As recent events have demonstrated, more than 50 years after much-delayed civil rights legislation was passed by Congress and signed into law, very different views on the persistence of racism still exist in America. According to the Pew Research Center, 38 percent of whites believe that "our country has made the changes needed to give blacks equal rights with whites," but just 8 percent of blacks agree.
Here's something that all Americans should agree on: Many policies have a disproportionately negative effect on black families — and, by extension, on all of us. The most insidious of them all, however, may be the war on drugs.
Writing for the Cato Institute, John McWhorter noted: "It has become a norm for black children to grow up in single-parent homes, their fathers away in prison for long spells and barely knowing them. In poor and working-class black America, a man and a woman raising their children together is, of all things, an unusual sight." The drug war plays an oversize role in this trend.
Keeping drugs illegal makes selling them more profitable than they would otherwise be. As such, the war on drugs creates incentives for young black men to seek employment in the drug business rather than seek lower-paying legal employment. This incentive structure unfortunately starts a vicious circle of incarceration followed by "a failure to build the job skills for legal employment that serve as a foundation for a productive existence in middle and later life," McWhorter continued.
And for what? By all accounts, the decadeslong war on drugs has failed miserably. Despite our spending over $1 trillion to stop the stoner scourge, overall drug consumption has barely changed, and some drug prices are falling because of technology and increasing supply. Also, drug addiction has gone up while seeking treatment has become riskier.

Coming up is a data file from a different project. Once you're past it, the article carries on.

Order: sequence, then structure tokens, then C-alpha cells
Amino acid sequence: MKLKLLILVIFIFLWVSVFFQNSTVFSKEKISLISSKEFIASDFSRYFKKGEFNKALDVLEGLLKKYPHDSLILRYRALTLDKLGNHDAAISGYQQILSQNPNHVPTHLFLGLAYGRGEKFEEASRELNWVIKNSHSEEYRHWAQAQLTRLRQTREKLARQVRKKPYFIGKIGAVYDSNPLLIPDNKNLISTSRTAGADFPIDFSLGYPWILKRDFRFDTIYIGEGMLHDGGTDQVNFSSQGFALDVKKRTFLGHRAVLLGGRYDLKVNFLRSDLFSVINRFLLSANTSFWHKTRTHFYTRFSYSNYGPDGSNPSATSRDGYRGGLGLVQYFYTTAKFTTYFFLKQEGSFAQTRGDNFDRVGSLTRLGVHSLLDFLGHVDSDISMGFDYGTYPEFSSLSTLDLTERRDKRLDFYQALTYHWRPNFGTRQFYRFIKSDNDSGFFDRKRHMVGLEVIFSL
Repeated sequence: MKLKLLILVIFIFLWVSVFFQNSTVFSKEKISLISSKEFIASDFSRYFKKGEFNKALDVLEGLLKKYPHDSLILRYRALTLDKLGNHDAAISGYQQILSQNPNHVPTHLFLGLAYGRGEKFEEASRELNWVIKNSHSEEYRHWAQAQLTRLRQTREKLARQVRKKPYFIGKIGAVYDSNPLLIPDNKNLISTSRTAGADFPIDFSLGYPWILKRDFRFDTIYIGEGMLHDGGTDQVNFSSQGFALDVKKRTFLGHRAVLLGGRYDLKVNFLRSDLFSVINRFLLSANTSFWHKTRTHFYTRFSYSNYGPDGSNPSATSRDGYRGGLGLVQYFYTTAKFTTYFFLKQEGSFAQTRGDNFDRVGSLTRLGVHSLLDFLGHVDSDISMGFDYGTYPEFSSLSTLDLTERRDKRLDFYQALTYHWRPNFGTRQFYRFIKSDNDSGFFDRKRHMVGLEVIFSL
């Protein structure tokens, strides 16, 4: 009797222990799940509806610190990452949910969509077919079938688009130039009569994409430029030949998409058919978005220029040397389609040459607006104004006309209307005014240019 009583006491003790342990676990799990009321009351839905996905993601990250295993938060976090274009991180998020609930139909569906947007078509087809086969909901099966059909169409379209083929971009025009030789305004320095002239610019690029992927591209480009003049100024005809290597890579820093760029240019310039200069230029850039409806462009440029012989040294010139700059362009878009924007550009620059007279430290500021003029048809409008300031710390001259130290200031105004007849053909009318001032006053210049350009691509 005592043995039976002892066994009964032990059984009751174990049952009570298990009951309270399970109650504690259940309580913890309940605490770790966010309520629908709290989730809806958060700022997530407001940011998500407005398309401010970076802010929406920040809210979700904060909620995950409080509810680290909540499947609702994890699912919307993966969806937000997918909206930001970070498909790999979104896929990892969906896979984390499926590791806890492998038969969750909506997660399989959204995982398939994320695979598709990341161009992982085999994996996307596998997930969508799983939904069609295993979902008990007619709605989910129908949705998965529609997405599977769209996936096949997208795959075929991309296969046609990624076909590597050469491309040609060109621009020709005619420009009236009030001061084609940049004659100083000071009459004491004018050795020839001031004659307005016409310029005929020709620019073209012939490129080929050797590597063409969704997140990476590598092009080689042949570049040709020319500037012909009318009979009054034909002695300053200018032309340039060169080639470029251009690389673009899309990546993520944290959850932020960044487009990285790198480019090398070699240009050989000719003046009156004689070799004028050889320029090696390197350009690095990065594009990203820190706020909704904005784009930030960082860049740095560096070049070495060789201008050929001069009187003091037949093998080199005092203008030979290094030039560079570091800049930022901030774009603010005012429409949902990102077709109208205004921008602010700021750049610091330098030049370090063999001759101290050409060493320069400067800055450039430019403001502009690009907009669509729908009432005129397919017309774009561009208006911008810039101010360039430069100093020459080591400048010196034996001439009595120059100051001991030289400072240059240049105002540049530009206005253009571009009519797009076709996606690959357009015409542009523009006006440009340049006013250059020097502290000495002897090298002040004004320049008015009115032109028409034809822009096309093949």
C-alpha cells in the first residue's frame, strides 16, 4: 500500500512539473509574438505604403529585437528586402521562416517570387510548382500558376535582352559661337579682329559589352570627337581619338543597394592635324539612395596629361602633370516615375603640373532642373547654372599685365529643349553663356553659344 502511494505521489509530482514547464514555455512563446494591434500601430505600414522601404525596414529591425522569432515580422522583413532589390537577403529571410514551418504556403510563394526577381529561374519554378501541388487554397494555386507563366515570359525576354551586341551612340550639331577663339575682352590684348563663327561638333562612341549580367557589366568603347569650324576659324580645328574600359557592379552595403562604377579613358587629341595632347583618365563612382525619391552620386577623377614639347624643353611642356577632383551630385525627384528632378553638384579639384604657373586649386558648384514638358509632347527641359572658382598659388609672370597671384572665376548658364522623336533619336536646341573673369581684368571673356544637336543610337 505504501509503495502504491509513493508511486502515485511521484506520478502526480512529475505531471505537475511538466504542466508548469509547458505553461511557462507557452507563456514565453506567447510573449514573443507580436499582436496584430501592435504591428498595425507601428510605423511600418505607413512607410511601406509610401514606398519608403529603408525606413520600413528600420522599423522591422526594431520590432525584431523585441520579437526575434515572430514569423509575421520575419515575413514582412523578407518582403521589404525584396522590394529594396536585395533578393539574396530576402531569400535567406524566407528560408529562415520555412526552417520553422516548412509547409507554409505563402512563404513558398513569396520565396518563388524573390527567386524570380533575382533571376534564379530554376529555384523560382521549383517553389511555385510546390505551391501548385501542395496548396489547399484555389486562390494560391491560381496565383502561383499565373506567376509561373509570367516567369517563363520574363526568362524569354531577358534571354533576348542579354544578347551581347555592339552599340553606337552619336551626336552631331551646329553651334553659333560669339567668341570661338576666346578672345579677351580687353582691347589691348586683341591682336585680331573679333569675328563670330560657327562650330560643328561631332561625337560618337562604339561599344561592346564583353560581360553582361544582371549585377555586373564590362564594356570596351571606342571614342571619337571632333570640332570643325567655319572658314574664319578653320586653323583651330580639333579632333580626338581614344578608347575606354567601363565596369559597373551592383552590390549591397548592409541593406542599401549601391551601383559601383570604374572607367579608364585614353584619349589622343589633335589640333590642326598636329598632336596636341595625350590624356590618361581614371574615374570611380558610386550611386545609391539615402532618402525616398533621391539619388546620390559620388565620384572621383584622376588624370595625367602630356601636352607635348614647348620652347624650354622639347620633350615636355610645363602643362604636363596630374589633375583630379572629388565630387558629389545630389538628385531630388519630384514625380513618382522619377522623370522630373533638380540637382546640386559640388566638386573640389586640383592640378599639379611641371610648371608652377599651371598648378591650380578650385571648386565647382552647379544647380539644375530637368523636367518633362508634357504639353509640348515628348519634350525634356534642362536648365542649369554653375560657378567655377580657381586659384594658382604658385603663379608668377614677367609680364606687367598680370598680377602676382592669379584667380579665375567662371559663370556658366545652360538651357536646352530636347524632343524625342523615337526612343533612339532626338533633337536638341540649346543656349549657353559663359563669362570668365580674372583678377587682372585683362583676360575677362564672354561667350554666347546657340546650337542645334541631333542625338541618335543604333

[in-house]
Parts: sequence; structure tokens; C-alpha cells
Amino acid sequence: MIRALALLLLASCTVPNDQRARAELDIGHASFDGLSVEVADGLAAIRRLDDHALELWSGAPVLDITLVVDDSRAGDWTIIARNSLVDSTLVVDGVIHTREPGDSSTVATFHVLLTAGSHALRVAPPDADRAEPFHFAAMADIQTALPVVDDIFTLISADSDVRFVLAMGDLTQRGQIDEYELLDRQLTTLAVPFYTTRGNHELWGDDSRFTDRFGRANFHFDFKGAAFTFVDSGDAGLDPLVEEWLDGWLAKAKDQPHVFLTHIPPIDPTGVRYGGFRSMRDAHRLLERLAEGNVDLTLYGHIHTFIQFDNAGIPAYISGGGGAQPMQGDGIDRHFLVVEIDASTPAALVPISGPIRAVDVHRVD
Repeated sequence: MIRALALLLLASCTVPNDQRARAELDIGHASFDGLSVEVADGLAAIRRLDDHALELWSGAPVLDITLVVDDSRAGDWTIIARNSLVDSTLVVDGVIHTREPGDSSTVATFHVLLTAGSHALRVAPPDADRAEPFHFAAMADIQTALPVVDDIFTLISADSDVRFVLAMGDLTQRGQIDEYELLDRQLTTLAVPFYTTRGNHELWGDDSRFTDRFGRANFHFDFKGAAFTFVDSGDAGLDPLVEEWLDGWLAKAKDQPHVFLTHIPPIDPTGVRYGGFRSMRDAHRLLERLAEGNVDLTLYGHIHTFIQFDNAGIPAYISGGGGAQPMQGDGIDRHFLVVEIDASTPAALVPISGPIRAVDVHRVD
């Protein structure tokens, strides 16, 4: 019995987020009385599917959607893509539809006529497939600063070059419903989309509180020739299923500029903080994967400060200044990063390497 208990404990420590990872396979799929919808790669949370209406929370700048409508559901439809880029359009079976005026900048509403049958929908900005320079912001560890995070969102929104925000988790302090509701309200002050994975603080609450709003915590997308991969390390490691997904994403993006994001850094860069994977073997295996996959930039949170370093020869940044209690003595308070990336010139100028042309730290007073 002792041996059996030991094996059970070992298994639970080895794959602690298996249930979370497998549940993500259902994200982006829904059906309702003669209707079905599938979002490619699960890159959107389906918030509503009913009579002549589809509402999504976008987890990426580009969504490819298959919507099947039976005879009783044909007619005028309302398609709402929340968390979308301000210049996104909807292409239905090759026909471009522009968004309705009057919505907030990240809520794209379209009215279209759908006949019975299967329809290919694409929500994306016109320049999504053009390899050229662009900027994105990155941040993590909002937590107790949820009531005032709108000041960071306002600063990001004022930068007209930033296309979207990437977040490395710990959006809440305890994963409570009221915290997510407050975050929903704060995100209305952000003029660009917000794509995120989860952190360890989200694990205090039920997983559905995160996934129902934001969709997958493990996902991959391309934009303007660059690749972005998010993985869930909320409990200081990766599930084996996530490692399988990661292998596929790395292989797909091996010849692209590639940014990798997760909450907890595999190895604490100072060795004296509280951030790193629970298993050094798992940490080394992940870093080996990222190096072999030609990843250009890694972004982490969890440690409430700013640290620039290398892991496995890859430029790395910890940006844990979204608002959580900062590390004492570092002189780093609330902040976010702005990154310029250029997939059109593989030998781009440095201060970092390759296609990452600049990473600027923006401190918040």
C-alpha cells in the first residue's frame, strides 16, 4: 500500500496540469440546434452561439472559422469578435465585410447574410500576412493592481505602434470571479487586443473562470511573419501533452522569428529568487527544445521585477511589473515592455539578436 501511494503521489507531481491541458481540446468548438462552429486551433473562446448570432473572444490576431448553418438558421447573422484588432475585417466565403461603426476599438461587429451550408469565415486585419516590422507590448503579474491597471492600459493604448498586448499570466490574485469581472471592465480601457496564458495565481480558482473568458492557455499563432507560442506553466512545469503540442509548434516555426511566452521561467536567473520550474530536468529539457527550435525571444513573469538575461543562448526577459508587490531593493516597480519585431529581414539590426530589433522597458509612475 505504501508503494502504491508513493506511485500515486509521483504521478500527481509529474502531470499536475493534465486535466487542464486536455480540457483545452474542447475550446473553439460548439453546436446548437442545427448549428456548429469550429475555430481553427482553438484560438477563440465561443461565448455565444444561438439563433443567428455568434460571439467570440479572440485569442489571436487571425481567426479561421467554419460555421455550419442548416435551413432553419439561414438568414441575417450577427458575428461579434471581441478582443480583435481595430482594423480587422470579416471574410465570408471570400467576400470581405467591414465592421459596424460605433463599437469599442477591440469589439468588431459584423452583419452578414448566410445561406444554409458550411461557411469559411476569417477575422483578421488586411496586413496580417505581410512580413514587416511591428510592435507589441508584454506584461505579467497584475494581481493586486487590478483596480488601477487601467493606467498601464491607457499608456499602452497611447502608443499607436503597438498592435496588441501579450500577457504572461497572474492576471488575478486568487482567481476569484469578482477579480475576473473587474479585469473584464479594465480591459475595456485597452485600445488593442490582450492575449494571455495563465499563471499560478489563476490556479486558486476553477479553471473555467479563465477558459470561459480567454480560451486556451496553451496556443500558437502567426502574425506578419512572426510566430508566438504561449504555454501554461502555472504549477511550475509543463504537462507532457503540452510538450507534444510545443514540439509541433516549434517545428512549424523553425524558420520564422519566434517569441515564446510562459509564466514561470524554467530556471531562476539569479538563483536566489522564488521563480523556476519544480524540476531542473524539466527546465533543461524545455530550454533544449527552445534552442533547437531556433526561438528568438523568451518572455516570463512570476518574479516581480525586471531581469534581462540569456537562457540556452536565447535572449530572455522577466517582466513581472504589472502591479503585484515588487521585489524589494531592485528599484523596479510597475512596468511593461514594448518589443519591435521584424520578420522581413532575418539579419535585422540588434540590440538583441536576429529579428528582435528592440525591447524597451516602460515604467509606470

In addition, incarceration rates for drug offenses have skyrocketed since the 1980s because of mandatory sentencing laws, which rigidly determine who goes to prison and for how long. Nonviolent drug offenders account for about one-fourth of inmates in the United States, up from less than 10 percent in 1980. It destroys families and leaves children to be raised in single-parent households. This is particularly true for low-income black families. Despite generally higher usage rates among white Americans, black Americans are three times likelier to be arrested for possession.
A byproduct of the war on drugs is civil asset forfeiture, which gives police officers the ability to seize private property that they claim is connected to illegal activity without actually charging the property owner with a crime, much less convicting him. The abuses that come with the practice have been widely documented. Studies also show that black and Hispanic Americans are disproportionately targeted. A recent analysis of high-dollar forfeiture cases by Oklahoma Watch found that officers, knowingly or not, use racial profiling when deciding whose vehicles they will search and whose money and assets they will seize.
The Libertarian presidential candidate, Gary Johnson, is talking about legalizing marijuana as a first step to ending the drug war, but neither the Republican (Donald Trump) nor the Democratic (Hillary Clinton) candidate is. The lack of interest in the issue is shocking for Clinton, who belongs to a party that claims to care about low-income Americans and receives an overwhelming majority of the black vote. Yet it would also serve Republicans well to oppose the drug war, because they claim to naturally oppose big-government policies that dictate what individuals can or cannot choose to consume — whether it be soda, salt or sativa.
The drug war isn't the only policy that disproportionately hurts African-American families. Minimum wage laws keep low-income Americans from getting jobs, and Social Security redistributes money from minorities to white Americans. Both are also overlooked as a source of unfairness to the black community.
However, as McWhorter noted, "what will turn black America around for good is the elimination of a policy (the drug war) that prevents too many people from doing their best." When that happens, with the help of time, we will make black lives better and, in turn, make America better.
Veronique de Rugy is a senior research fellow at the Mercatus Center at George Mason University. To find out more about Veronique de Rugy and read features by other Creators Syndicate writers and cartoonists, visit the Creators Syndicate webpage at www.creators.com.